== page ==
Meyers puts a Boston family overwhelmed by a tragic accident under the literary microscope.
Maddy and Ben have been married for 15 years and have three children: smart-mouthed, somewhat bratty teen Emma; sensitive, intelligent Gracie; and Caleb, a quirky kid who can’t seem to keep his mouth closed. Their home in trendy Jamaica Plains appears to be in a constant state of flux, but Maddy, a social worker who's in perpetual motion, doesn’t seem capable of taming the various components of her life. That’s driven a wedge between her and her short-tempered, controlling husband. An attorney with a father whose legacy proves impossible to live up to, Ben rages through life, while Maddy spends her time trying to put out the fires. The kids sap her energy, and the heat inside their big old Victorian—with ancient wiring Ben refuses to fix so the air conditioning can be upgraded—provides fuel for their fights. The morning after another argument, Ben has an angry encounter with a fellow driver and the resulting accident puts Maddy in a coma. Through most of the book, the family tries to adjust to their new normal, with mostly disastrous results. Meyers, who has a background working with victims of domestic violence, examines the effects anger and violence can have on family members, as well as the courage that can be born from a new perspective and the lack of happily-ever-after in these real-life situations. The characters labor under intense pressure, and some crack while others rise to the challenge, giving Meyers’ tale both realism and a bittersweet quality that, in the hands of a lesser writer, could have ended up simply maudlin and contrived.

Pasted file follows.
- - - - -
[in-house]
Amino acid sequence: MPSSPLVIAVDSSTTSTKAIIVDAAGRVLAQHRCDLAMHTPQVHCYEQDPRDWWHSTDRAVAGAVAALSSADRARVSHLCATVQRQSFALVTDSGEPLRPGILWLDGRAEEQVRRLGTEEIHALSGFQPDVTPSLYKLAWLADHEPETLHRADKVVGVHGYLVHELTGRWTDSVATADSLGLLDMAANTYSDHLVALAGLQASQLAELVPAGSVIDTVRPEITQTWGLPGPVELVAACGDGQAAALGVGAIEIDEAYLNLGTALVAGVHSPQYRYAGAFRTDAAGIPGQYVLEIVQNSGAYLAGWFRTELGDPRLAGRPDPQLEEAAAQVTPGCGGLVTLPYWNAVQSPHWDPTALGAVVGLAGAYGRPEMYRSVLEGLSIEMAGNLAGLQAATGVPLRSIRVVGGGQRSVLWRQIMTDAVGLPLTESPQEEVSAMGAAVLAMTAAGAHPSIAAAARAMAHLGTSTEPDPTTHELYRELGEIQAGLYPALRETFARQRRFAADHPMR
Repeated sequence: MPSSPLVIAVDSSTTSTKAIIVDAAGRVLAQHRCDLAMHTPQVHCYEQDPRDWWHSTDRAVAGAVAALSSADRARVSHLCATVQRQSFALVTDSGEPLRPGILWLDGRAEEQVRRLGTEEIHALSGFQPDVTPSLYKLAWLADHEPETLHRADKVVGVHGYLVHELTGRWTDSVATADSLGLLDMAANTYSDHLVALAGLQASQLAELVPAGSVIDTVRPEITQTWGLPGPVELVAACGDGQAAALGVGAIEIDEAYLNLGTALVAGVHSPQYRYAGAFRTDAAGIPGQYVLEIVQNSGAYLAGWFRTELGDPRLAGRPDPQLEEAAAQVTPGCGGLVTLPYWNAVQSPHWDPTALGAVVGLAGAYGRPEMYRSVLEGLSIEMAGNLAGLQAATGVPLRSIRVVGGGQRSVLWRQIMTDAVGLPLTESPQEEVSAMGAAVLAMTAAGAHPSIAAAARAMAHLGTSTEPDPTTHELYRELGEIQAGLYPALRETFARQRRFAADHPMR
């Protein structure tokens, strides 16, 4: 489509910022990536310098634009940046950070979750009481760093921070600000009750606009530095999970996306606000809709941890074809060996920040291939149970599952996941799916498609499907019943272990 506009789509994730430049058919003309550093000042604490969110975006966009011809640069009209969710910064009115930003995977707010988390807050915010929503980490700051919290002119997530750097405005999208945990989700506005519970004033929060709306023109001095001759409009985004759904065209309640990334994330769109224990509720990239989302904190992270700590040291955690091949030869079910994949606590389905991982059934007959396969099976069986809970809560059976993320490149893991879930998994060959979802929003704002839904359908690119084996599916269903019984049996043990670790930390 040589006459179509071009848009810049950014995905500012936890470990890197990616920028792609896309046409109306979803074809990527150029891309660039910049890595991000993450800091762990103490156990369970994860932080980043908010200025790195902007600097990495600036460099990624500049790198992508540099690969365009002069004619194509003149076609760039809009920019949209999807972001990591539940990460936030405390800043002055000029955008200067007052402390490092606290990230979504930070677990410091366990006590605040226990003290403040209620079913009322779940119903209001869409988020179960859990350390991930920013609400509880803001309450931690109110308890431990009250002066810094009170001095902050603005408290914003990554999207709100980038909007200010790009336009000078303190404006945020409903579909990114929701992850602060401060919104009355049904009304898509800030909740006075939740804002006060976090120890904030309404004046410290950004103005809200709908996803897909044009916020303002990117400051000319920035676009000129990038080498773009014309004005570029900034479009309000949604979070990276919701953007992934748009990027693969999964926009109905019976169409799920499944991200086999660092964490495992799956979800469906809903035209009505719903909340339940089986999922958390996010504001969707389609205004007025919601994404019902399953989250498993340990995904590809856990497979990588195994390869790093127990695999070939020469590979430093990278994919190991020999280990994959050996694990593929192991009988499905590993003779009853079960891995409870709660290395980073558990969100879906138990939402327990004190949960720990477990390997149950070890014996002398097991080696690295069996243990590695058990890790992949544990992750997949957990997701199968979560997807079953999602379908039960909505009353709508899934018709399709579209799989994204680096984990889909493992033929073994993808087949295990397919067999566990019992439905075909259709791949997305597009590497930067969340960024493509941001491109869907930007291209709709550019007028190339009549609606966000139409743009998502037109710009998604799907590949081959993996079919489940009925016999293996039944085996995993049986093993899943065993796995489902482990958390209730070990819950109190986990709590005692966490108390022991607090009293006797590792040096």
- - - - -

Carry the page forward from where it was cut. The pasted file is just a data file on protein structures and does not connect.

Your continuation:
Beautifully written, poignant and thought-provoking, this novel refuses to succumb to stereotypical reader expectations, making it even more memorable.